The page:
Story by Darl DeVault
Oklahoma and the nation lost one of its best leaders March 28, with the passing of Dr. Tom Coburn (R), former U.S. representative (1995-2001) and senator (2005-2015) from Oklahoma at 72. With the nation locked down and absorbed with the COVID-19 crisis, not near enough has been said and written to commemorate this fiscal conservative leader’s passing.
A medical doctor for decades before heading to Congress, Coburn probably would have offered some good insight into our current pandemic. His office blistered the Center for Disease Control in a 2007 report, which highlighted lavish spending by the CDC and a lack of accountability for its core mission of controlling disease. That report is still available as a PDF at this link: https://www.menshealthnetwork.org/library/CDCoffcenter.pdf.
The CDC was just one of the many government agencies and programs to draw fire from this taxpayers’ watchdog. But Coburn spent his final years on another project that many Oklahomans are unaware of —working to get the required 34 states to petition Congress for an Article V amendments convention to propose needed changes to the U.S. Constitution.
Related to this project, I had the privilege to meet “Doctor Coburn” (his preferred title rather than “Senator”) at his home in Tulsa in 2018. As a volunteer, I drove with a friend to deliver several hundred copies of his final book, Smashing the DC Monopoly. He autographed them for our mailing and delivery to state legislators who had not passed the petition for the convention in numerous states. He was generous with his time to autograph the books and to distribute the books free of charge to those state leaders around the country. It was an in-depth way for him to advocate for action.
The Constitution provides for amendments by delegates at a convention of states once the necessary 34 states have petitioned Congress. Currently, 15 state legislatures (including Oklahoma) have passed resolutions for this petition.
Coburn’s book on diffusing the centralized power of Washington politicians dovetailed with his final efforts as Senior Advisor for the Convention of States Project. The project was started by Citizens for Self Governance to push for an Article V convention of states to restrict federal power. Article V is a little known and never used provision in the Constitution that allows the states to make amendments to it. It takes 38 states to ratify any amendments that are proposed.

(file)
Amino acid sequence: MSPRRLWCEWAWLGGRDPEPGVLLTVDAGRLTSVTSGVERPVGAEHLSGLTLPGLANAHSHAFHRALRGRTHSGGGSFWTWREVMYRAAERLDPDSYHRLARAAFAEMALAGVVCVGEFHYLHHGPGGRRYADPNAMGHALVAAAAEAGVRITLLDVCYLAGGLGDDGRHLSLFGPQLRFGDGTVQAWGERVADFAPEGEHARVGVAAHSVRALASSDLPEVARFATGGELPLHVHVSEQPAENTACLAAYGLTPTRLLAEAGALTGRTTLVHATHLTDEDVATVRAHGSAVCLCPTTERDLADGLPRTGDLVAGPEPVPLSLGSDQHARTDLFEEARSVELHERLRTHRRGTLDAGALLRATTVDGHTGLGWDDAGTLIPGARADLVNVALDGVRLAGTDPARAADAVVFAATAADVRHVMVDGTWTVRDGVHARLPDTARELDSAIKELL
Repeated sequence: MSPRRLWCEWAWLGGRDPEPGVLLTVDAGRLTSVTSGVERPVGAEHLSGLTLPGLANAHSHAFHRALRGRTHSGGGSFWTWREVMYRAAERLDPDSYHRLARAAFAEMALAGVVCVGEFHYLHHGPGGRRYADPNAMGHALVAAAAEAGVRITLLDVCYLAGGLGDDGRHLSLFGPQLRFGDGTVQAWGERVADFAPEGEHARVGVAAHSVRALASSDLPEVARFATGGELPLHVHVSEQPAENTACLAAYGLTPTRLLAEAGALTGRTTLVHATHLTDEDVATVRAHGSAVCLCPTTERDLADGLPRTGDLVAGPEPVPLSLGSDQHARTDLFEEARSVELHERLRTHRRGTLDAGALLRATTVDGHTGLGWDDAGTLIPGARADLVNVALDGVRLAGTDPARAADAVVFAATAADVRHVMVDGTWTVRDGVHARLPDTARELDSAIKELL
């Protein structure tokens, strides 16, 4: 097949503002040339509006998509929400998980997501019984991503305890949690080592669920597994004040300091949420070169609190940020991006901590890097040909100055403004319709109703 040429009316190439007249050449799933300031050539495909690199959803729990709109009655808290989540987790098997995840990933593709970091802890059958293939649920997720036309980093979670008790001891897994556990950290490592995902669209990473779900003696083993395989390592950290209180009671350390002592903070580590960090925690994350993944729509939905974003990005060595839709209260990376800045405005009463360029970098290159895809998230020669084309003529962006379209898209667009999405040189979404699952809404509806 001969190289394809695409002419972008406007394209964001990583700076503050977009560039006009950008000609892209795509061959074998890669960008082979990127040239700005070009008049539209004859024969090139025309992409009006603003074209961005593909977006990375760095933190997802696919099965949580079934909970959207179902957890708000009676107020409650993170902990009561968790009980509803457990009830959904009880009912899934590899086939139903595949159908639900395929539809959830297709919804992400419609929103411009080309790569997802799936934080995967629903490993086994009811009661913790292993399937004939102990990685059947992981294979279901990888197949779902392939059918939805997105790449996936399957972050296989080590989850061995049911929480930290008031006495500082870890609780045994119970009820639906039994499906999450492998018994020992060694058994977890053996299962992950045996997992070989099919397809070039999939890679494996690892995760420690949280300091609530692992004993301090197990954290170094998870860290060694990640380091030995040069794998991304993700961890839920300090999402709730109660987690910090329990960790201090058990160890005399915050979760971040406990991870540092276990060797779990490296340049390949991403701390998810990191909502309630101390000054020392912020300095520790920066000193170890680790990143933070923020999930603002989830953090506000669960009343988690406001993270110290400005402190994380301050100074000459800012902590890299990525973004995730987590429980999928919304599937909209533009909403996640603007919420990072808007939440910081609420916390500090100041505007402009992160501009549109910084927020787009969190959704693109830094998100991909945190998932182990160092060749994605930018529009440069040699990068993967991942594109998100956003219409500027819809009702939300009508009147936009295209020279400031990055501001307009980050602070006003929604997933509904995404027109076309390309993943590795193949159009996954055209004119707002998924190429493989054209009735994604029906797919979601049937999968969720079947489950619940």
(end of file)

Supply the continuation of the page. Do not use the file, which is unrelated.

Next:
I was struck by how much the Tom Coburn I met in person was so much like the leader we saw in the media for 20 years or more. No pretentions or airs from Dr. Coburn; what you saw was what you got — whether speaking to the U.S. Senate or one-on-one with a first-time visitor to his home.
My foreign-made SUV caught his eye. He immediately put me at ease with small talk about my car choice. He talked about how imports have become so ubiquitous in America. He remarked that it was ironic that we were working together to help America while I was showing up in a Korean-made car.
On a later visit delivering more books to his home, I had the pleasure of meeting his wife, Carolyn. Her friendly manner matched her husband’s ability to put a guest at ease. Most Oklahomans have forgotten that Carolyn was Miss Oklahoma for 1967, just the year before she married her former high school sweetheart from Muskogee.
I was at our state capitol the day the resolution passed to create a petition for the amendments convention in the Oklahoma state legislature. Seeing our state leaders get involved motivated me to help support the distribution of the last book Coburn wrote.
The petitions for the convention include wording to limit spending by Congress, but also language for term limits on House and Senate members. Coburn had fought hard in his first House term to have this term-limit amendment proposed by Congress. He said he soon learned that most members of Congress prefer staying in power as long as possible and are unsupportive of this limiting legislation.
By 2014 Coburn had determined that Congress was too broken by career politicians and partisan politics to limit the out-of-control spending, overreach, and dysfunction in the federal government. He likened his attempts in the House and Senate to stop wasteful spending of taxpayer dollars to “pushing boulders up ice floes.” His frustration with the political system led to his resignation from the Senate in 2015, he said, more than his battle with cancer.
So along with battling cancer the last five years of his life, Coburn continued to fight against business-as-usual DC politics by promoting an Article V amendments convention of states. He said it was the only way—and he of all people would know.
I was fortunate to interact with him in his new role as citizen Tom Coburn. He spoke out, telling fellow citizens and politicians that he supported the Convention of States movement. He was still at work to try to fix our government so that it returned to an exoteric endeavor serving everyone, rather than an esoteric situation where elected representatives serve themselves.
Watching an online video of former Senator Coburn speaking last year at a Convention of States Action meeting he looked thinner. He appeared frailer than when I had met him, but he spoke clearly and powerfully about the continued need for an amendments convention of states. From his appearance, it was apparent he would not be with us much longer. But he was still battling for what he believed in at that meeting—just as he always had.
The book’s subtitle sums it up for Coburn: USING ARTICLE V to RESTORE FREEDOM and STOP RUNAWAY GOVERNMENT.
Coburn discusses the book in a short YouTube video at https://www.youtube.com/watch?v=ZVGZ4Btdo-Q. It is for sale at Barnes & Noble and you can borrow it as an E-Book from the University of Oklahoma Libraries.